Attorney General Eric Holder's call for "sweeping" changes to the way the Justice Department handles drug offenses Monday drew praise from lawmakers and civil rights activists.
But not all advocates were satisfied.
"How dare the attorney general come to San Francisco and talk about drug policy and completely fail to address medical cannabis," Steve DeAngelo, proprietor of what's been billed as "the world's largest pot shop," told The Huffington Post. "Of all the reforms that should be made, certainly the first should be to get medicine into the hands of people who are suffering."
Holder, who delivered his speech before the American Bar Association's annual meeting in San Francisco, decried America's "broken system" and outlined reforms, including the abolishment of harsh mandatory minimum sentences for defendants convicted of drug-related crimes without ties to violence, gangs or trafficking enterprises. His remarks, however, sidestepped any mention of marijuana -- medical or otherwise.
"The attorney general missed an opportunity to address the single most pressing drug reform issue in the country," DeAngelo said, "and that's reforming our cannabis laws."
California made history in 1996 when voters passed Proposition 215, making it the first state to legalize marijuana for medicinal purposes. Since then, 19 other states and the District of Columbia have followed, and California's own industry has ballooned into one that generates upwards of $100 million in annual tax revenue.
And yet marijuana remains illegal under federal law. Despite early promises to leave pot legislation and regulation to individual states, President Barack Obama's Justice Department began aggressively cracking down on California's cannabis operations in late 2011. Since then, hundreds of businesses have been forced to close and thousands of jobs have been lost.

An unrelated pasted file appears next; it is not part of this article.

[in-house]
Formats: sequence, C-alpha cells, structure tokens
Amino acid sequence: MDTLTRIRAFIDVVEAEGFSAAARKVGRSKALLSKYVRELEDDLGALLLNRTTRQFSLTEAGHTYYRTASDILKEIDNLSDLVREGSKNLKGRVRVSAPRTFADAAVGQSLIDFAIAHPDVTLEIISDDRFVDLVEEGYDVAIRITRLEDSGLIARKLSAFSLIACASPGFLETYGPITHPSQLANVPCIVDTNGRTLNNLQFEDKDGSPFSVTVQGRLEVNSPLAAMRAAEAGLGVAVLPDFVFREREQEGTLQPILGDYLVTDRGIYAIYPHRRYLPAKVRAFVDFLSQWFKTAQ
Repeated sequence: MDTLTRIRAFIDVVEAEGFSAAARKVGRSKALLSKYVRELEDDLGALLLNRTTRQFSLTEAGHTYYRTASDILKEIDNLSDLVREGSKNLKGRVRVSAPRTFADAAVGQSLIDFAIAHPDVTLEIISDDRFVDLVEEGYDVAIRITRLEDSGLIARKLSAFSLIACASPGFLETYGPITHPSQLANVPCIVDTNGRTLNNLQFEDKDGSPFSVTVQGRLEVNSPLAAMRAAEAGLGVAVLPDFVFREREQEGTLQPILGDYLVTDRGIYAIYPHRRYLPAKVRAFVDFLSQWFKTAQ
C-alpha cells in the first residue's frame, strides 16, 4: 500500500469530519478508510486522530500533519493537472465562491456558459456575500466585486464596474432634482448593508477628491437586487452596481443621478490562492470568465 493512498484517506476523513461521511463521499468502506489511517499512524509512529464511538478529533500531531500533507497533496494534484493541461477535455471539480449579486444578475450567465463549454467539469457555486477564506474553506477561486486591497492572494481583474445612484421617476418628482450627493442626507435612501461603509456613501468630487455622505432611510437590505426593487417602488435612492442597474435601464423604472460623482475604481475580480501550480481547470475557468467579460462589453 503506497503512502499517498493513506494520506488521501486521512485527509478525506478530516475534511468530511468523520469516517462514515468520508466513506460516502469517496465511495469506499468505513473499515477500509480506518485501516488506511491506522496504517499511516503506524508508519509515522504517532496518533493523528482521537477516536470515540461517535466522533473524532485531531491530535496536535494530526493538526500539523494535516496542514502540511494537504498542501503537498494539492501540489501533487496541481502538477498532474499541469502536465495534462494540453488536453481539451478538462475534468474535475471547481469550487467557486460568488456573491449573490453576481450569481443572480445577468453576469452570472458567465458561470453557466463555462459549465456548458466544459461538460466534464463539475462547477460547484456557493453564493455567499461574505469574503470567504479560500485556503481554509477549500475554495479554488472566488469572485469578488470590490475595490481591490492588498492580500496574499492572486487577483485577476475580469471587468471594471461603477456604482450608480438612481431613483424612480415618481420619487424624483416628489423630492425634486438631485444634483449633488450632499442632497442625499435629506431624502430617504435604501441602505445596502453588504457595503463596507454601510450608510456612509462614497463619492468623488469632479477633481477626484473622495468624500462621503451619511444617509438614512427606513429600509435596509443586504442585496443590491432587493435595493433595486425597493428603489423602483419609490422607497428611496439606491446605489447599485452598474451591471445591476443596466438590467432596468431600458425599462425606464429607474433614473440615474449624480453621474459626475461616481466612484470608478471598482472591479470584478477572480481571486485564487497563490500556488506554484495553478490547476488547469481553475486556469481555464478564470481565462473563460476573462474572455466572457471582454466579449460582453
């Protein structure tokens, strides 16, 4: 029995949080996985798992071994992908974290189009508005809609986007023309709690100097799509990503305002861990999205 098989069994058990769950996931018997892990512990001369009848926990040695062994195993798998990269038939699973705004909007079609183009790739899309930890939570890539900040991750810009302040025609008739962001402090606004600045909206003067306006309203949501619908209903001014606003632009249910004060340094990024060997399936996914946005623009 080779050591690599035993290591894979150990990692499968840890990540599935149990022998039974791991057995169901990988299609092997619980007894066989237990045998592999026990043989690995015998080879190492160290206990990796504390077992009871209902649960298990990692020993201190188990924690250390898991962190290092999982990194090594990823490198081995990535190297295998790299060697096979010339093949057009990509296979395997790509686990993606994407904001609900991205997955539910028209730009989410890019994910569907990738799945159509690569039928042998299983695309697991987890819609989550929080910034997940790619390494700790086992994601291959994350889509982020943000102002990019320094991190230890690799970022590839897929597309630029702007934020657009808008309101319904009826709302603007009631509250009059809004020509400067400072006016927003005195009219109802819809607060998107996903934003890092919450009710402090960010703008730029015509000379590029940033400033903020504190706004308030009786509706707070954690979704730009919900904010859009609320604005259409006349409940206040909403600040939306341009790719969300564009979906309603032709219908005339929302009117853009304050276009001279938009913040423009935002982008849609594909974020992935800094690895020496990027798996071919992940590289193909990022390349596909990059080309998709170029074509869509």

DeAngelo's own Harborside Health Center, with locations in Oakland and San Jose, has been battling an aggressive campaign by U.S. Attorney Melinda Haag to shutter his business on the grounds that it has simply grown too large. The city of Oakland has fought on Harborside's behalf, and DeAngelo has vowed to keep his emporium open as the federal case against his business winds through the court system.
Meanwhile, the Obama administration has yet to publicly articulate its stance on marijuana in Washington state and Colorado, where voters approved initiatives that permit recreational adult use of the plant last November. In March, Holder claimed federal response to the laws was "coming soon." In June, with no further guidance from Holder's office, federal officials raided more than a dozen Seattle-area pot shops.
"Given that the entire country has been waiting for the administration to clarify their position on Colorado and Washington, I think the attorney general's comments this morning were just a side-stepping of the central issue," DeAngelo said.
Other marijuana reformers said they viewed Holder's latest announcement as a sign that the administration is moving in the right direction, even though Monday's speech doesn't go far enough.
"If the administration is serious about using law enforcement resources in a smarter way, it should be a no-brainer to strongly direct federal prosecutors to respect the majority of voters by allowing these groundbreaking state laws to be implemented without interference," Marijuana Majority's Tom Angell said in a statement. "Clearly, drug policy reformers have a lot of work ahead of us ... but today's remarks give us a lot to work with."